5 Reasons Why I Will Not Remove His Pictures If I Remarry
Hearing something a hundred times isn’t better than seeing it once
It’s been five years since my husband passed away but honestly, it still feels like five days.
It still feels like I’m still sitting in the front row of the funeral home staring intensely at his handsome made-up face which beautifully neglected his lupus scars and bald spots.
It still feels like I’m at the hospital the night before he received his wings, laughing away at corny jokes, eating chicken and sipping down the strawberry jello.
It still feels like the day in the bedroom when he realized the severity of his illness and cried in my arms like I’ve never seen a man cry.
But most of all, it still feels like the day we both apologized to one another for the wrongs we’ve done and vowed to forgive and forget.
But it’s not.
Today is a different day.
Today is a just another day of living, and I have vowed to keep his memory alive in plain view. And by doing so, I’ve vowed to never remove his pictures from my home, no matter what, no matter who asks, no matter if I remarry, which led me to write 5 reasons why I will never take them down.
1) For Me
A picture is worth a thousand words. This Chinese proverb (some versions vary) exemplifies so much truth for me and I’m sure for many others. Each picture, including the frame, presents a unique memory for me, like the picture of he and I on the Spirit of Baltimore cruise where I showed off my favorite white shirt or the one of he and my dad toasting champagne at my wedding.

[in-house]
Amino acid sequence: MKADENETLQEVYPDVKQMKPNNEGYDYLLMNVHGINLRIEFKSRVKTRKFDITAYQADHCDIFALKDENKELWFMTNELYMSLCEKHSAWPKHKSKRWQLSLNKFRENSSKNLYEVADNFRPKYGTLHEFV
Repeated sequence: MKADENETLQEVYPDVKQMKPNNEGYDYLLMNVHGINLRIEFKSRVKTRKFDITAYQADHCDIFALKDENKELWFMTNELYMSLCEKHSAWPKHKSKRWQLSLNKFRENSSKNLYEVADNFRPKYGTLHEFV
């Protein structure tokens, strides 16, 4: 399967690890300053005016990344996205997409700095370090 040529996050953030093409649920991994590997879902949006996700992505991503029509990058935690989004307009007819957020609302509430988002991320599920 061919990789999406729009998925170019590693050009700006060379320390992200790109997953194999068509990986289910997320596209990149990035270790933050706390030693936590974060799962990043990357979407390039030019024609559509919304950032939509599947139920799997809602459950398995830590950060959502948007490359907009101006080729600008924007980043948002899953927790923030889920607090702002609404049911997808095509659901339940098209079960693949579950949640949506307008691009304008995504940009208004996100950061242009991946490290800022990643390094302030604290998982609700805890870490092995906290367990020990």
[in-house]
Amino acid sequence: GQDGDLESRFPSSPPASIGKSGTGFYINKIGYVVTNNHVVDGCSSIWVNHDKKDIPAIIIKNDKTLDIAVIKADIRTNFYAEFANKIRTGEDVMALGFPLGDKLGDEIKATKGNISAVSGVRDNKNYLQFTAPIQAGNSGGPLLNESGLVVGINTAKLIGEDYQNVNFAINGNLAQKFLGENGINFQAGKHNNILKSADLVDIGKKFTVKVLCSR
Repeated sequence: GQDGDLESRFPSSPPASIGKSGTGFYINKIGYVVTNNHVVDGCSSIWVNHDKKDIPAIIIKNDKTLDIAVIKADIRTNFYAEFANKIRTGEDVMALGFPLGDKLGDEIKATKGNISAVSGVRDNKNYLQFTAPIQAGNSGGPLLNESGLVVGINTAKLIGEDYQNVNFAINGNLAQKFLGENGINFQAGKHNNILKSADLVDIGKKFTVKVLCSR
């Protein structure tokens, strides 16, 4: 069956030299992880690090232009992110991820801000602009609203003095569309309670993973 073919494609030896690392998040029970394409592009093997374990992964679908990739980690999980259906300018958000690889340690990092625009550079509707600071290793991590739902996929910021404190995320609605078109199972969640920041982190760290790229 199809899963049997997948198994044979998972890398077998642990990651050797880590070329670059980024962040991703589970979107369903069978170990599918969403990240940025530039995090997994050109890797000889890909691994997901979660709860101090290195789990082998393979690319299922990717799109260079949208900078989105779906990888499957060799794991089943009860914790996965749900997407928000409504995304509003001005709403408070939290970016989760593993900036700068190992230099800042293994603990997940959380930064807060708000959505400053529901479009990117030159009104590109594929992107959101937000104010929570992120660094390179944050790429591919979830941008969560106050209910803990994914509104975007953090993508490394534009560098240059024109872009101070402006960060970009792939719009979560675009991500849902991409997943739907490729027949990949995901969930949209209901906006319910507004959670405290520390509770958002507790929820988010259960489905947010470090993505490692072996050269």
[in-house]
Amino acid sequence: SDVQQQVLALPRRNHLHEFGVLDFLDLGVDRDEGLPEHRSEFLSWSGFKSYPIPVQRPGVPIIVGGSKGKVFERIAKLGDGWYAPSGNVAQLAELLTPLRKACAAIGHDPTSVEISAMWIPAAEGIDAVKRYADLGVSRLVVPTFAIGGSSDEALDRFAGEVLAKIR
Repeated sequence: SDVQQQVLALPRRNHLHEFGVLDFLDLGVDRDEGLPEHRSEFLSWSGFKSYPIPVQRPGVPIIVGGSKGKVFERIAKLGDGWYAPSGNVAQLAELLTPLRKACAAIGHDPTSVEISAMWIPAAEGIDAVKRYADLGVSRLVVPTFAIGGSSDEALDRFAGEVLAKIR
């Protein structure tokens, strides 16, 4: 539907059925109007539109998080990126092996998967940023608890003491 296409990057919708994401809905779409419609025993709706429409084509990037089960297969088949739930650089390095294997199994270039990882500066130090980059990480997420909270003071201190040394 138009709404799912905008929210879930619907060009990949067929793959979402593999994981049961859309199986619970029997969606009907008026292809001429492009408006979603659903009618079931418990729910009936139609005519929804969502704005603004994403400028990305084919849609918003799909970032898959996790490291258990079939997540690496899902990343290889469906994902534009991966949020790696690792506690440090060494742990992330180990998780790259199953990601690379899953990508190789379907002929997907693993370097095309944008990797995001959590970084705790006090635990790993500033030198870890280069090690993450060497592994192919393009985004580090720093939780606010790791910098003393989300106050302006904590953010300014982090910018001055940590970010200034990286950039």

I need to see his pictures. I’m a visual person; I always have been because hearing something a hundred times isn’t better than seeing it once.
2) For the Children
I attempted to remove his pictures about three years into my widowhood because I just couldn’t bear the grief and depression. I didn’t want him to see me emotionally unbalanced. But that lasted two seconds because my kids quickly shamed me. I vowed never to remove them again.
3) For the Resilience in me
Staring at his face on a daily basis reminded me of how far I’ve come since 2012. Recently, I found a stack of photos that I had finally removed from the poster board that was displayed at his funeral. My sister, my sister-in-law, and sons rummaged through many photo albums to find just the right photos to showcase for that day. The photos helped to captivate the very essence of who he was. I knew that the appearance of normalcy if only for that one day, was necessary for others to see; at least for the sake of the kids. But it soon ended shortly after the calls, texts, and visits. Today, I can honestly say that my grief is no longer held hostage; healing helped launch my resilience.
4) For the In-Laws
The pictures will always be a gentle reminder to his family that he will never be forgotten.
5) For My Future Husband (If I decide to remarry)
Some may view this as a selfish act towards my future husband. It’s not because if he should receive his wings before I receive mine, he would be honored the same way. I would only hope he would do the same.
It’s not like I’m stuck in a time-warp – I’m not.
It’s not like I haven’t dated – I have.
It’s all about celebrating his memory no matter what phase I am in life.
If I decide to remarry, I pray that my new husband is able to withstand his memory with me, too – that he can also relate to how deep the depths of grief can reach, go away, then come back again.
I pray that he understands that I may sometimes recall the good times, not comparing the two, but simply and respectfully embracing the unexpected flashbacks that so easily may make its way into my thoughts.
I pray that he also understands that a tear may shed here and there and he will understand.
I pray that he will understand that grief is a part of life and it will never end, that it will recede over time, and that a portion of it needs to be memorialized somehow.
But the truth of the matter is, there will always be that one memory that will still feel like it happened just yesterday.
This is my story and I’m sticking to it.
[Original article published on HopeForWidows.org/our-blog]